Since Casino Royal there has been a definitive shift in the Bond franchise where the movies are no longer churned out to Bond-specification: filled with the same old lines, scenes and clichés. The older Bond films were brilliant movies but, like anything, needed to adapt for an ever-changing audience. So although I am about to slag off Spectre, I would still rather watch it over some of the poorer-quality oldies; and Daniel Craig is excellent as always, proving, once again, that he will probably be sexy until he is 95.

But, like someone struggling to get over their most recent ex, I couldn’t help comparing Spectre to Skyfall. Spectre is rather aptly named because it lurks in the shadows of its predecessor, plus it is comparatively dated and simplistic. These well-worn tropes that we see time and time again in the old Bond films were all present in Spectre: the car chases; the evil villain hell-bent on world domination; the first woman he shags and leaves the second he fancies a bit more (but never enough to kick-start a functional relationship, of course). This made for some undeniably great action scenes, but denied Spectre the fresh concepts and emotional depth created in Skyfall.

There was the classic, ‘woman who hates Bond but needs his protection because she is so fragile, and whoops now she has fallen in love with him in the space of a day’ storyline, which caused every feminist in the room to vomit. On the subject of women, Spectre also fails to utilise one of its trump cards: Monica Bellucci. The oldest Bond girl ever, she seems to have been crammed into one very hot (but certainly not 12a) sexy scene. This woman is beautiful and engaging, yet they threw her into the film with a lace shield over her face (probably to hide her old, old complexion) and then dropped her on the bed like a sack of potatoes. Bellucci was only three minutes into demonstrating that you can be 50 years old and still knock the 20-something Bond girls out of the water, and then the cameraman essentially finished his slow jog past her and we never saw her again. This also reiterated the idea that Bond can only form semi-meaningful relationships with women half his age and again illustrated how Spectre treads backwards towards traditional Bond clichés.

Then of course there was the ‘evil villain who is so evil his motivations aren’t even really explained because what really motivates him is evil. Muhaha’. What I found so enchanting about Javier Bardem as Raoul Silva was that he wasn’t a two-dimensional villain who wanted to take down Bond, then the world and it was no more complicated than that. He was crazily unnerving, weirdly attractive and even seemed to be conflicted with a guy-crush on Bond. Plus his motivations were clear, even relatable: he felt betrayed and hurt by M and MI6 and he wanted to hurt them back. Meanwhile, in Spectre, Christoph Waltz received a criminally (excuse the pun) small amount of investigation into his character, Oberhauser. When he was on screen he was never demonstrating much personality or even trying very hard to kill Bond. Oberhauser not only took Bond on a slow, sleepy tour of his desert home before half-heartedly attempting to kill him, but then gave him three whole fucking minutes to get out of a building. And his motivations for everything else he was doing? Little more than ‘being evil’. The best part was when he described Bond’s movement into his life like a cuckoo entering the nest and kicking the other chicks out. Which was a magical moment in the film – I wanted to hear about the motivation behind all the evil ploys he was apparently behind – but then bloody Bond threw some explosive watch at him and we never find out more.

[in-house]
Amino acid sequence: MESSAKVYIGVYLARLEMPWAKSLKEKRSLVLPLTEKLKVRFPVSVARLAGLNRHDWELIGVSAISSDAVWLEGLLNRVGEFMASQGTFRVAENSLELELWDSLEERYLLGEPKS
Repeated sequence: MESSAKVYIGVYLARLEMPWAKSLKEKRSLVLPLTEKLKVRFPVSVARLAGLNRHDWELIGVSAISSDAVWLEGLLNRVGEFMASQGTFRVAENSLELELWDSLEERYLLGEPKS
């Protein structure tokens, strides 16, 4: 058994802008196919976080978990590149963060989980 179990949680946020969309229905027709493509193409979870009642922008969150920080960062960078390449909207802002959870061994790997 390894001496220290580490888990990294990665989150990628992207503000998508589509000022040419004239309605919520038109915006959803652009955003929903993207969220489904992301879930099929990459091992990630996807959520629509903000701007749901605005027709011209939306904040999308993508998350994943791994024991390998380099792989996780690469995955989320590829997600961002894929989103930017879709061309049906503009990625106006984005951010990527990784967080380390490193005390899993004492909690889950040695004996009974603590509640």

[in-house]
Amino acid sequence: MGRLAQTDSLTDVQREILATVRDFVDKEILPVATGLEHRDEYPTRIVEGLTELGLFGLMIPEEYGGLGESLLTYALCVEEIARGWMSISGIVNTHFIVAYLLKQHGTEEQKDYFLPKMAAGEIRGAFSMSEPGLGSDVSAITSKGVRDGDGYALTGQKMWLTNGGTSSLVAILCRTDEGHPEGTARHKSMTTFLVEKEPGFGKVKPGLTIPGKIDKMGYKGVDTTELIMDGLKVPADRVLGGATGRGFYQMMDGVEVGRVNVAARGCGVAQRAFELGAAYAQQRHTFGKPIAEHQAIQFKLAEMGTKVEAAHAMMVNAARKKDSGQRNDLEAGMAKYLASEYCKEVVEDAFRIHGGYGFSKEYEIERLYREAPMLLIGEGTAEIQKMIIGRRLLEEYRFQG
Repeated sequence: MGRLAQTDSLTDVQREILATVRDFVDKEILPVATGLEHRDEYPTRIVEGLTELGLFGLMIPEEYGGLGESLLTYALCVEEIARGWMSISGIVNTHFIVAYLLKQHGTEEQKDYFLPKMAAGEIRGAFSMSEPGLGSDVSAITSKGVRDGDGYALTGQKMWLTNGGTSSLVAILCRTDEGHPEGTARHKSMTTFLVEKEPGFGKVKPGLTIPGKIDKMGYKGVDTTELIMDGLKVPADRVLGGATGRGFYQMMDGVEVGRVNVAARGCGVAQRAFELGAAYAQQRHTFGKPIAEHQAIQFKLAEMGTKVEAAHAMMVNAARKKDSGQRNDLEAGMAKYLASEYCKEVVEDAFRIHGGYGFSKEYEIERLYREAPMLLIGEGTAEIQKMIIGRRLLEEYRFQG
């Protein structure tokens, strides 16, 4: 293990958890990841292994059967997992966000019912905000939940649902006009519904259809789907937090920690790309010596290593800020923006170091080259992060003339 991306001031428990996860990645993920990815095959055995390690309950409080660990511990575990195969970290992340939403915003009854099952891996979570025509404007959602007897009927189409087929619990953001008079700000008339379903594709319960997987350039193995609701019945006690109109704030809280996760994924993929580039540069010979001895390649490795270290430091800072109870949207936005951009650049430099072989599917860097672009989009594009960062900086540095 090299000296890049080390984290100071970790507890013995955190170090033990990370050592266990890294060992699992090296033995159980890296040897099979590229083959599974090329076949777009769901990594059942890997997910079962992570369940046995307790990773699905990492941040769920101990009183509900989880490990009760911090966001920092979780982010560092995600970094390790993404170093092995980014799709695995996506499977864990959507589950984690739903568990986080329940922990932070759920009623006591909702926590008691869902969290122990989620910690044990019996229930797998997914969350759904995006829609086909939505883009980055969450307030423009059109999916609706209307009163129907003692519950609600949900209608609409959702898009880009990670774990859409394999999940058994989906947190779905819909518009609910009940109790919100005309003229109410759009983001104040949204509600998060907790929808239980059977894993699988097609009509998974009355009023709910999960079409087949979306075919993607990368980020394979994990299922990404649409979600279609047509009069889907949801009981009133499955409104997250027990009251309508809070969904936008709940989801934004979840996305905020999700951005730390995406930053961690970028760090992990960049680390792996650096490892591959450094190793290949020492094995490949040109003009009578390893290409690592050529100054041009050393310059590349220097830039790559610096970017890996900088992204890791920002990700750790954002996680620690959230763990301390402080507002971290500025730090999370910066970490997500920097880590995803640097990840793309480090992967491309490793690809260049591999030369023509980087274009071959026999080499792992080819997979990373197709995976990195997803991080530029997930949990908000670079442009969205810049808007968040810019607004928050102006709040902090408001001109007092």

Which brings me to one of the most unexplained plots in Bond history. Skyfall (I just can’t forget Skyfall) managed to shotgun the ‘Bond’s parents’ plot which created a space where they could explore a lot of the deeper aspects of Bond’s character. Bond wasn’t just a tough guy who had an Achilles heel for women – he was haunted by his past too. So how was Spectre going to beat that? Bond had no other family to utilise…or did he? Enter previously unmentioned/unheard of quasi-brother, Oberhauser. This guy is apparently the biggest baddie they’ve ever had and he is responsible for literally everything that has ever gone wrong in Bond’s life. Maybe at this point in development someone said, “but how can we link him to Le Chiffre? Or the manufacture of M’s church death? How can we explain how he is involved in all this shit but never got found out or gloated to Bond until now?” Then some artsy person was like, “guys its fine. We draw an octopus symbol which links all these people’s faces. Boom. Everyone’s connected… by the octopus.”

That was pretty much the only explanation we got.

What Skyfall accomplished so well is that  wasn’t just a great Bond film – it was a great film. Yes, there will be Bond fans who prefer Spectre because it is steeped in tradition and they crave the action-packed Bond films of old with the generic women and baddies. However, the price paid is to undo some of the work Skyfall did in creating a emotionally complex characters and a Bond who’s made of so much more than chicks and car chases.

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  1. I don't think Casino Royale has been bettered by any of the Bond films that have followed it (exactly the same thing happened with Goldeneye) and I don't expect Spectre to buck that trend. I do agree though that Skyfall did try something different with the formula.